KENNEWICK -- Hans Sommer makes about $15 an hour at his job at Albertsons supermarket. It took him 36 years to be able to earn that wage.
But it's barely enough to pay bills and raise a family as a single parent, said the Pasco man who works two jobs and also relies on food stamps. "Our (real) wages are falling as the cost of living keeps going up."
Sommer, 56, was among the 20 workers and citizen supporters who gathered Tuesday near the Panda Express restaurant on Highway 395 in Kennewick to show support for workers represented by Local 1439 of the United Food & Commercial Workers Union.
Local 1439, which represents more than 6,000 workers in Eastern Washington, is in contract negotiations right now with about 26 businesses in the Mid-Columbia, said Keith Reed, a UFCW representative based in Kennewick.
Also, workers at Douglas Fruit Co. in Pasco are in the midst of a union organizing process, Reed said. They vote Thursday on whether to unionize, he said. Earlier in the year, Local 1439 helped workers at the Tyson Fresh Meats plant in Pasco form a union, he said.
It's important to support the workers' demand for family wage jobs, he said. Base wages for food workers haven't gone up in the last eight years,Reed said. Most workers make about $10 or less, and it's taking them longer to move up the pay-scale ladder to earn $14 or more an hour, he said.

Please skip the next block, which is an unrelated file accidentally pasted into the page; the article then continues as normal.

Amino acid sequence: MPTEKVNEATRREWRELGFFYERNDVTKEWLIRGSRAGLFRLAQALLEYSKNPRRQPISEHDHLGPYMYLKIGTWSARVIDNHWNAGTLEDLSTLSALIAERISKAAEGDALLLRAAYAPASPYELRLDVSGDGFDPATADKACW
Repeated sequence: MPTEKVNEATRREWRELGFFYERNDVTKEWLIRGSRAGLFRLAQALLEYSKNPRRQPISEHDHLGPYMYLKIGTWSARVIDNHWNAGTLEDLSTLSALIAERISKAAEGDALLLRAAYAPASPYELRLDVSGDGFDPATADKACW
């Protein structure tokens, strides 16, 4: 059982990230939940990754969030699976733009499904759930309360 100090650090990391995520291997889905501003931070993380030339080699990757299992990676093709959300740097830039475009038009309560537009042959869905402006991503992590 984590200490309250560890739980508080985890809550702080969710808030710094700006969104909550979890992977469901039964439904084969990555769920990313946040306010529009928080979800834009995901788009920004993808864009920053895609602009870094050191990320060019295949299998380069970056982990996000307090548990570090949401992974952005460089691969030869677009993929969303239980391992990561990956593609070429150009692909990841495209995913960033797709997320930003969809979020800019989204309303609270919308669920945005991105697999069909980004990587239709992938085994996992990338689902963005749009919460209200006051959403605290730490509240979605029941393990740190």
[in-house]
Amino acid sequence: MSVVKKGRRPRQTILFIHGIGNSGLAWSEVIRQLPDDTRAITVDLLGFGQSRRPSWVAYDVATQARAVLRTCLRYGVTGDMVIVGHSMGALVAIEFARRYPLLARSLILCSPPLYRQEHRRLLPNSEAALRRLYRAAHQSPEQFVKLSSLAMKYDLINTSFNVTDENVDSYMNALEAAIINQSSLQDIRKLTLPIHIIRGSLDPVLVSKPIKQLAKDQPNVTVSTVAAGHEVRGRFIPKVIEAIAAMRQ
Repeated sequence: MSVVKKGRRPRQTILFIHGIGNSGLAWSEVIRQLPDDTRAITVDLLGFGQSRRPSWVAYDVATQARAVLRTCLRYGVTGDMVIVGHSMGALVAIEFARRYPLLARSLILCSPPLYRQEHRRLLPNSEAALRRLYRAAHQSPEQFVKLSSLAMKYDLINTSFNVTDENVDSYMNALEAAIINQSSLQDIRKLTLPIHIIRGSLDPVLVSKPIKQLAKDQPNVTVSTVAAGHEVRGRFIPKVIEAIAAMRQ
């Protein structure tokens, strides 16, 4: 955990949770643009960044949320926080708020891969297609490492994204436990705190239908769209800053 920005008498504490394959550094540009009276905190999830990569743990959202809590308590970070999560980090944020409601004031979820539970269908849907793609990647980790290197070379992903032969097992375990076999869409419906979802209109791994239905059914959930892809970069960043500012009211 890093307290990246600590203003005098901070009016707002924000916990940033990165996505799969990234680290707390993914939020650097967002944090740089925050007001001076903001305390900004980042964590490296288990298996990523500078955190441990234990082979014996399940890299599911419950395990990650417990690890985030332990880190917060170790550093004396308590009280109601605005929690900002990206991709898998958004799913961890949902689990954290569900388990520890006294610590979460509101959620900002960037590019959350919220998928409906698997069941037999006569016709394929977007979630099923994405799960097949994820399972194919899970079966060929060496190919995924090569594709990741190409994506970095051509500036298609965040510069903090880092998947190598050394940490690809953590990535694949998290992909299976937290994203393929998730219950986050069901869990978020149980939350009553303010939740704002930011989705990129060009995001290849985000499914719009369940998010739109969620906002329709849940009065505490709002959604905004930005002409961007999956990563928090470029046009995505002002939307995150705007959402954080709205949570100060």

"Workers are the backbone of the middle class," said Bob Parazin, chairman of the Benton County Democrats, who also came to express solidarity with the workers. The benefits the middle class today takes for granted were put in place with the help of organized labor movement over the years, he said. "We need to continue to support workers."
Tough economic conditions have forced grocery stores like Albertsons to reduce work hours for their employees, said Sommer, who works between 32 to 36 hours a week. That's not good news for hourly wage earners, he said. "It's difficult to make ends meet."
Workers have been gettinga raw deal from employers, said Larry Hall, president of UFCW Local 1439.
Yet business corporations don't appear to be shying away from granting hefty compensation to their top executives, Hall said. For example, Steve Burd, chairman, president and CEO of Safeway, made $6,250 an hour in 2008, a rate that fell to $5,236 an hour in 2009, said Hall, quoting data from supermarketnews, a trade publication.
It's time to turn those numbers around, he said. "We need family wage jobs. We need them now."
-- Pratik Joshi: 582-1541; firstname.lastname@example.org; Business Beat blog at www.tricityherald.com